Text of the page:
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Nobuyuki Inomata, Department of Environmental Science, International College of Arts and Sciences, Fukuoka Women's University, 1-1-1 Kasumigaoka, Higashi-ku, Fukuoka, 813-8529, Japan. Tel: +81-92-661-2411 (ext. 774); Fax: +81-92-661-2415; E-mail: email@example.com
Inference of genetic structure and demographic history is fundamental issue in evolutionary biology. We examined the levels and patterns of genetic variation of a widespread mangrove species in the Indo-West Pacific region, Bruguiera gymnorrhiza, using ten nuclear gene regions. Genetic variation of individual populations covering its distribution range was low, but as the entire species it was comparable to other plant species. Genetic differentiation among the investigated populations was high. They could be divided into two genetic clusters: the West and East clusters of the Malay Peninsula. Our results indicated that these two genetic clusters derived from their ancestral population whose effective size of which was much larger compared to the two extant clusters. The point estimate of speciation time between B. gymnorrhiza and Bruguiera sexangula was two times older than that of divergence time between the two clusters. Migration from the West cluster to the East cluster was much higher than the opposite direction but both estimated migration rates were low. The past Sundaland and/or the present Malay Peninsula are likely to prevent gene flow between the West and East clusters and function as a geographical or land barrier.
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Mangrove species constitute a unique ecosystem in coastal zones of tropical and subtropical regions. The distribution of mangrove species is classified into two major regions, Indo-West Pacific (IWP) and Atlantic-East Pacific (AEP) (Tomlinson 1986; Duke et al. 1998). The IWP has about four times greater species diversity than the AEP (Duke et al. 1998). In the last few decades, many mangrove forests are rapidly getting small, fragmented, and lost in both regions (e.g., FAO 2007). Population size reduction and fragmentation cause a loss of genetic diversity and lead to the loss of adaptability for environmental changes. The loss of adaptability increases the extinction risk. For successive preservation and management of this unique ecosystem, the accurate assessment of genetic diversity and population genetic structure of mangrove species is essential. The knowledge of genetic information also provides us a perspective of evolutionary mechanisms that shaped current biodiversity and adaptability, and gives us insight how to restore this unique ecosystem.
Most studies on genetic variability and population structure of mangrove species use simple sequence repeat (SSR) markers and chloroplast DNA (cpDNA) sequences (e.g., Marguire et al. 2000; Liao et al. 2007; Huang et al. 2008; Jian et al. 2010; Pil et al. 2011). Polymorphic SSR loci are “selected” as markers in population genetic studies. This selection leads to the overestimation of the amount of genetic variation in a population. In addition, it is not easy to apply SSR markers for one species to the other species. In contrast, surveys of genetic structure on mangroves using nucleotide sequences are very limited (Zhou et al. 2008; Inomata et al. 2009; Minobe et al. 2010) because nucleotide sequence variation in mangrove species is considered to be low and, therefore, not useful for population genetic studies. However, surveys on gene sequence variation are crucial to find evolutionary forces that shaped genetic structures and to identity genes that are responsible for adaptation. For example, Zhou et al. (2011) reported some candidate genes for local adaptation based on the survey of 71 genes in a mangrove species, Sonneratia alba. To proceed future comparative evolutionary genomics studies, accumulation of gene sequence data is indispensable. Furthermore, for most mangrove species, assessment of genetic structure of populations was mainly focused on limited areas (e.g., Inomata et al. 2009). To draw a general picture of genetic structure and evolutionary history, surveys of populations covering areas of species distribution are necessary.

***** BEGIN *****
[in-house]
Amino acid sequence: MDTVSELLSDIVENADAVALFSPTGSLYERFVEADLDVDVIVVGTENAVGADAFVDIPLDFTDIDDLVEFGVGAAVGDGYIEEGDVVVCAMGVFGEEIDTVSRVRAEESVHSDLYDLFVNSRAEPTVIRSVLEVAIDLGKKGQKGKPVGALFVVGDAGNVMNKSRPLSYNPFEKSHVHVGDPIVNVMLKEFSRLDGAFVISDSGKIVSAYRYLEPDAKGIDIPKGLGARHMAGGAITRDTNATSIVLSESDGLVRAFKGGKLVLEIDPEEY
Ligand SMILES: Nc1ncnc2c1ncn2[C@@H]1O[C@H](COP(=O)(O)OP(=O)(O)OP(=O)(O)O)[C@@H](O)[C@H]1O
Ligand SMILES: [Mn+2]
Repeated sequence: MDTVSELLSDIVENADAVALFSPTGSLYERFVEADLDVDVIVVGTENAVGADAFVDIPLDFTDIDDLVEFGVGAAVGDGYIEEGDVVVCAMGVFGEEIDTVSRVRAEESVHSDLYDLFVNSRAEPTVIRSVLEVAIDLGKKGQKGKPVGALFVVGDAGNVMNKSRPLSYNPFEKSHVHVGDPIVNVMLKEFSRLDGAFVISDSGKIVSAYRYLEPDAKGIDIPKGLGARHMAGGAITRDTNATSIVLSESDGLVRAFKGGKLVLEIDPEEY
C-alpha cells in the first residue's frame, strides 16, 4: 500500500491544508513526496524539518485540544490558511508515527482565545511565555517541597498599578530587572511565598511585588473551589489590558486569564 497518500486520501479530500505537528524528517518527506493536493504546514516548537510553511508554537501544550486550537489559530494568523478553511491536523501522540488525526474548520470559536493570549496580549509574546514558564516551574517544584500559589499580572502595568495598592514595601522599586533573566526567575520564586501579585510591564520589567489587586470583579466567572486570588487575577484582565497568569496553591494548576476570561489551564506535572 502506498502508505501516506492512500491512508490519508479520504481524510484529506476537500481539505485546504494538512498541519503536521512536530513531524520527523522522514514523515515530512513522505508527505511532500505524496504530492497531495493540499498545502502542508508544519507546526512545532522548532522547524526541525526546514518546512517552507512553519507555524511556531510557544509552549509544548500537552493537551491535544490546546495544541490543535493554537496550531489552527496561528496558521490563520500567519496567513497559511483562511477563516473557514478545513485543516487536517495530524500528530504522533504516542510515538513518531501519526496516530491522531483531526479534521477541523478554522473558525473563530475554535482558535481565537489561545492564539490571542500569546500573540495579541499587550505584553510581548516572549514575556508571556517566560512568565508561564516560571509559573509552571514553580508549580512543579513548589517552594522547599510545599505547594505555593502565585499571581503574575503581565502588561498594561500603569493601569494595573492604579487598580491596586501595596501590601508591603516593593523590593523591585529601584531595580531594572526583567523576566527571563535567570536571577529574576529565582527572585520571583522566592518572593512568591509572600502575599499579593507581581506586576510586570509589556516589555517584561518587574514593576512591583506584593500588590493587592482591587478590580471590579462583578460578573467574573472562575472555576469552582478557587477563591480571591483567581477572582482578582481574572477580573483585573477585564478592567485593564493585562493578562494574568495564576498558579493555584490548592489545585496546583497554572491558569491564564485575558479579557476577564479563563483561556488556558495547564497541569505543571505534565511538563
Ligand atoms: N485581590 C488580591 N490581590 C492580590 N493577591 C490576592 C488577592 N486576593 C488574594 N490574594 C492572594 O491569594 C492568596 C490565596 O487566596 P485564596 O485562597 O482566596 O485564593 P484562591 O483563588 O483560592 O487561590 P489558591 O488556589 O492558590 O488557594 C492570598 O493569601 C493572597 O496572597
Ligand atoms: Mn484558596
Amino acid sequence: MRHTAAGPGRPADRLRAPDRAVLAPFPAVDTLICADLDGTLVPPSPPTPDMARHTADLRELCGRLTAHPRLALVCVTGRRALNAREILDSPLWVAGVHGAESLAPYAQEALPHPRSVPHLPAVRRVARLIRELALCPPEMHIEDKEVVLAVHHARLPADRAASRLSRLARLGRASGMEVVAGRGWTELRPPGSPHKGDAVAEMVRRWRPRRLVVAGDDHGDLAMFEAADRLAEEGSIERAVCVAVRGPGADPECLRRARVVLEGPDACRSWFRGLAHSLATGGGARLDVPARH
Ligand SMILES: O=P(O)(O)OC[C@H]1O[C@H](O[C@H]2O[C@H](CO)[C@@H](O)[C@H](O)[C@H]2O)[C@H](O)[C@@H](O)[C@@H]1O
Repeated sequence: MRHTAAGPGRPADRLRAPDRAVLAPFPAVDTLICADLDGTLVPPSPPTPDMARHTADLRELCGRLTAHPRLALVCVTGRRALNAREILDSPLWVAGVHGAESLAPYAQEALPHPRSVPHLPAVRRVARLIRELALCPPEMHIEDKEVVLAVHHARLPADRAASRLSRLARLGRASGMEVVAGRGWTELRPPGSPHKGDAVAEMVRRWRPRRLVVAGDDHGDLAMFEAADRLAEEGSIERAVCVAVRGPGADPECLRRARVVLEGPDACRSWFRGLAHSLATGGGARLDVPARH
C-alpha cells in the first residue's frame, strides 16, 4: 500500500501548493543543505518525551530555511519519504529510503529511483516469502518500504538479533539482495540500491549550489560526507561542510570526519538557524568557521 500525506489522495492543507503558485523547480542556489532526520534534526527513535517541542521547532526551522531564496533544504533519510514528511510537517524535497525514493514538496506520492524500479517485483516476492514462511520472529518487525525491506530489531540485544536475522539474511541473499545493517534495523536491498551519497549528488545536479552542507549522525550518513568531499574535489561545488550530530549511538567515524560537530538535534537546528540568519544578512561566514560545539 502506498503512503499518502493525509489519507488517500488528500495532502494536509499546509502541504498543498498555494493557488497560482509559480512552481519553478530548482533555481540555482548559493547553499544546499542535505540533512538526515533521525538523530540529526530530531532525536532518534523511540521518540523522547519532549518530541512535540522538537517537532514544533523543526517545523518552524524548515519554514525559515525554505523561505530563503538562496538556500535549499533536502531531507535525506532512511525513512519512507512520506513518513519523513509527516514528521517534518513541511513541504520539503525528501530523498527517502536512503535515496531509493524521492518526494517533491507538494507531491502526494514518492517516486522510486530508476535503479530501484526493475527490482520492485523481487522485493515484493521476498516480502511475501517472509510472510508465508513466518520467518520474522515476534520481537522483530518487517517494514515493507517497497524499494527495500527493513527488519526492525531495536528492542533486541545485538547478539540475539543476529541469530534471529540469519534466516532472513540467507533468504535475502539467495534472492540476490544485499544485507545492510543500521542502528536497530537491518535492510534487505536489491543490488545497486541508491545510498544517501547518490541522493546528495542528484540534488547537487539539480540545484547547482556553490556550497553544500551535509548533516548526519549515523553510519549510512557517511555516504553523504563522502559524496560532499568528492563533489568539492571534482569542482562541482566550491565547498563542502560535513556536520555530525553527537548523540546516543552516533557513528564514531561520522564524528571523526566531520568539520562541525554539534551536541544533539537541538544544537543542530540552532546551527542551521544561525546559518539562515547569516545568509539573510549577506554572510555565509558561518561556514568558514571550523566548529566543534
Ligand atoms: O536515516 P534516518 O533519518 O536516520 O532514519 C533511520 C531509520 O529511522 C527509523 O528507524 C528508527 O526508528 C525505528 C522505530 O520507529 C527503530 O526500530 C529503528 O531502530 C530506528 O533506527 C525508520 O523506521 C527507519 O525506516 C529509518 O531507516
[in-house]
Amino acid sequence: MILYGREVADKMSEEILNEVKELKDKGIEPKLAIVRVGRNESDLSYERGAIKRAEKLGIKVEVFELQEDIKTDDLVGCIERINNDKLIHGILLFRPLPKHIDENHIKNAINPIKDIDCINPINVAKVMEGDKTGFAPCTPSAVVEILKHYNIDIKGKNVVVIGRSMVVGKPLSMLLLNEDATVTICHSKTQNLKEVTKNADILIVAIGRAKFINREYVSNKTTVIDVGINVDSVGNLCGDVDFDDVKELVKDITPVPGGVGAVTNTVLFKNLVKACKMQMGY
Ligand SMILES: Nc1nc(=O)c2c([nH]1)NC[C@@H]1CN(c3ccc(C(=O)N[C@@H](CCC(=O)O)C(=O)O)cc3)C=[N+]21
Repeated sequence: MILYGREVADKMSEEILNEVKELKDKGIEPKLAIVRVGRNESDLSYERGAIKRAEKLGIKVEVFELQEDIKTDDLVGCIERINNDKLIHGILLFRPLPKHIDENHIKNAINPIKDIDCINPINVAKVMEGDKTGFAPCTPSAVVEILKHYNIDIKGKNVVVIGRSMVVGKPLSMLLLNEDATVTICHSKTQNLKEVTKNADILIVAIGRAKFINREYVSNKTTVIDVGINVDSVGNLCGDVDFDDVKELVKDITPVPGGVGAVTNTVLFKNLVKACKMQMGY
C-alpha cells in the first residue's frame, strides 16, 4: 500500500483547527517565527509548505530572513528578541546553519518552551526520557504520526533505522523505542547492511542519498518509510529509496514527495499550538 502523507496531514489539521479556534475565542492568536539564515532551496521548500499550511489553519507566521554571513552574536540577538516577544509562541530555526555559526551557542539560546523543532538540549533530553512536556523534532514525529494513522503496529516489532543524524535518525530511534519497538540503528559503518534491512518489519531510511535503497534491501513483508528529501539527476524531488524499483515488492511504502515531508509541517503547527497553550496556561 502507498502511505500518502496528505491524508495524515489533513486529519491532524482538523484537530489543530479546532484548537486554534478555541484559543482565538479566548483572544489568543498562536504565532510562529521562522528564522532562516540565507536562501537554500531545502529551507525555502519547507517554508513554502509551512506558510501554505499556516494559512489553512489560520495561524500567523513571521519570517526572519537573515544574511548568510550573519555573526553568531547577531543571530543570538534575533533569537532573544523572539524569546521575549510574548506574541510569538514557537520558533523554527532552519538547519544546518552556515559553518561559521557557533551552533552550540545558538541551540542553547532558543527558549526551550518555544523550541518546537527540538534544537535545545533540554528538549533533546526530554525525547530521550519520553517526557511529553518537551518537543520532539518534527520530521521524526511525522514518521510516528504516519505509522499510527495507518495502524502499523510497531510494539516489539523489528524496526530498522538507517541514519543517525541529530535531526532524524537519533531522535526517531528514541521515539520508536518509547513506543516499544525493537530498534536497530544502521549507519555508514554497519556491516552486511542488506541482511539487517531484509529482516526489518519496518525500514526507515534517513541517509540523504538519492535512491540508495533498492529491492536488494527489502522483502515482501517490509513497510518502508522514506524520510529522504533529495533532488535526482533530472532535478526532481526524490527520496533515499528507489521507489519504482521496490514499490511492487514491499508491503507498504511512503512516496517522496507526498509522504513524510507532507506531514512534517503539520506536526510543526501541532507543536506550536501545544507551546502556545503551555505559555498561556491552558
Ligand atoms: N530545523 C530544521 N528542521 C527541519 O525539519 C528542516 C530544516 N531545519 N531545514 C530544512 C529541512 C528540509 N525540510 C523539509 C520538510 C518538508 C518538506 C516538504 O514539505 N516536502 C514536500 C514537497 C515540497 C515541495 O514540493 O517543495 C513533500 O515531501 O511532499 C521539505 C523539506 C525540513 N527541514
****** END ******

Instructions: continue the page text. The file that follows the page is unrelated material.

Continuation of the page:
Mating systems and the ways of pollen and seed dispersal are important factors affecting genetic structure of plant populations. Dispersal distance of pollen and seeds is one of the determinants for geographical distribution range of plant species. Previous studies on mangrove species revealed that, in general, genetic variation within populations is low and genetic differentiation among populations is high (e.g., Goodall and Stoddart 1989; Giang et al. 2006; Liao et al. 2007; Inomata et al. 2009; Minobe et al. 2010; Pil et al. 2011). High genetic differentiation indicates low gene flow between populations, suggesting pollen and seed dispersal are restricted. Indeed, propagules of Rhizophora mucronata and Rhizophora apiculata appear to have short dispersal ability (Drexler 2001) and the average distances of pollen and propagule dispersal are also short in Kandelia candel (Geng et al. 2008).
Plants with sea-drifted seeds and animals living in water cannot migrate through land. In general, this is called a geographical or land barrier hypothesis. In the IWP region, the sea level dropped to 100–120 m below the current level during the Last Glacial Maximum (LGM) (Voris 2000) and thus the Sundaland, which consists of the Malay Peninsula, Sumatra, Java, Borneo islands, and exposed shelves, existed at that time. During the LGM, the Sundaland is considered to have played a role as a land barrier that prevented gene flow between the Pacific and Indian Oceans. At present, the Malay Peninsula is suggested to continue to serve as a barrier to gene flow between the Pacific and Indian Oceans. Because propagules of all mangroves are dispersed only by water (Tomlinson 1986), past and current land barriers are considered to affect genetic structure of the extant mangrove populations (Liao et al. 2007; Huang et al. 2008; Inomata et al. 2009).